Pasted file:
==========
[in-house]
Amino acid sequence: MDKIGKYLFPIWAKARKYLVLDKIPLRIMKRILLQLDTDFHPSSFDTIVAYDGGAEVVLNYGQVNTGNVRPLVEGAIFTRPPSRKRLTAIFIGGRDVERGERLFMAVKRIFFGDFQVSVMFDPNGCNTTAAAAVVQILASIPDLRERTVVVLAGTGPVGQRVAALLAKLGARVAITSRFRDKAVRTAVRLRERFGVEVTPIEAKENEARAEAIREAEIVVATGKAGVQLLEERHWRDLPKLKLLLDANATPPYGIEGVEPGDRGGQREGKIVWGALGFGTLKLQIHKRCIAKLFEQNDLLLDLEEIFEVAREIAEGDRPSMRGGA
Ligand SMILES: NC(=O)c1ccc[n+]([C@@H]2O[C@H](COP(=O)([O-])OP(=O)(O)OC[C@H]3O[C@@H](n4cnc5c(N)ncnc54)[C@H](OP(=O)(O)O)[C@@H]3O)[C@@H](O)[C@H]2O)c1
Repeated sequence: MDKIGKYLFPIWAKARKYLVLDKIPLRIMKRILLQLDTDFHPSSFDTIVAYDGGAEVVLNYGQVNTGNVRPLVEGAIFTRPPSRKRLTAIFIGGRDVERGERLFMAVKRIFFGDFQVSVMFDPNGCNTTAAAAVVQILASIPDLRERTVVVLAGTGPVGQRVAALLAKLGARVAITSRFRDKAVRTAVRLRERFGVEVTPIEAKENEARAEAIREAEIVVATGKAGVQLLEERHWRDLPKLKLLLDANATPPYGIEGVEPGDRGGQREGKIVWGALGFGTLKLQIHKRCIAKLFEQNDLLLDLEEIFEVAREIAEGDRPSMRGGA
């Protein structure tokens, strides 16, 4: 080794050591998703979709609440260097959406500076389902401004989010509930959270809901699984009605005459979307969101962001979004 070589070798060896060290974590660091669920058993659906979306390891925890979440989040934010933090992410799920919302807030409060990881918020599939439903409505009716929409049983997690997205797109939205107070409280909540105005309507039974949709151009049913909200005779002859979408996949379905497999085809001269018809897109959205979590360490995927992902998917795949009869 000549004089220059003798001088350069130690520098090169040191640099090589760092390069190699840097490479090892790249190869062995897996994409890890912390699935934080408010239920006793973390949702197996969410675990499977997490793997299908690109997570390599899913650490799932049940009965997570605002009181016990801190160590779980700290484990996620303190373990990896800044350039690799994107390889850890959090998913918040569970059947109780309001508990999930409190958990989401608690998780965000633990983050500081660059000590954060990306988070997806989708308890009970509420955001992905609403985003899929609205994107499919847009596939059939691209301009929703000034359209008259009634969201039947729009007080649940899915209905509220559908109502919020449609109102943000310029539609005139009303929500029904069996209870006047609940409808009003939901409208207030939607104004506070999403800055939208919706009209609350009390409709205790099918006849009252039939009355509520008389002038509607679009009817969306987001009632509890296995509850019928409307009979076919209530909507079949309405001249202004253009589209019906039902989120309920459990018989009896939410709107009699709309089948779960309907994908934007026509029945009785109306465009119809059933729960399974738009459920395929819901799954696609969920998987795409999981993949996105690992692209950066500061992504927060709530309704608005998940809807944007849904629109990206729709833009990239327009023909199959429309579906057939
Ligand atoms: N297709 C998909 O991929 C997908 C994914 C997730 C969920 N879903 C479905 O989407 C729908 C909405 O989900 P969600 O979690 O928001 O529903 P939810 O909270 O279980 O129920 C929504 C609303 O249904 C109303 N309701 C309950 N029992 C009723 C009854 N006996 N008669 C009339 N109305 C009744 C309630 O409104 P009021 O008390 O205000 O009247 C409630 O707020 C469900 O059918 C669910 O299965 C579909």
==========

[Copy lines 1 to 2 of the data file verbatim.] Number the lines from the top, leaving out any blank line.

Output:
[in-house]
Amino acid sequence: MDKIGKYLFPIWAKARKYLVLDKIPLRIMKRILLQLDTDFHPSSFDTIVAYDGGAEVVLNYGQVNTGNVRPLVEGAIFTRPPSRKRLTAIFIGGRDVERGERLFMAVKRIFFGDFQVSVMFDPNGCNTTAAAAVVQILASIPDLRERTVVVLAGTGPVGQRVAALLAKLGARVAITSRFRDKAVRTAVRLRERFGVEVTPIEAKENEARAEAIREAEIVVATGKAGVQLLEERHWRDLPKLKLLLDANATPPYGIEGVEPGDRGGQREGKIVWGALGFGTLKLQIHKRCIAKLFEQNDLLLDLEEIFEVAREIAEGDRPSMRGGA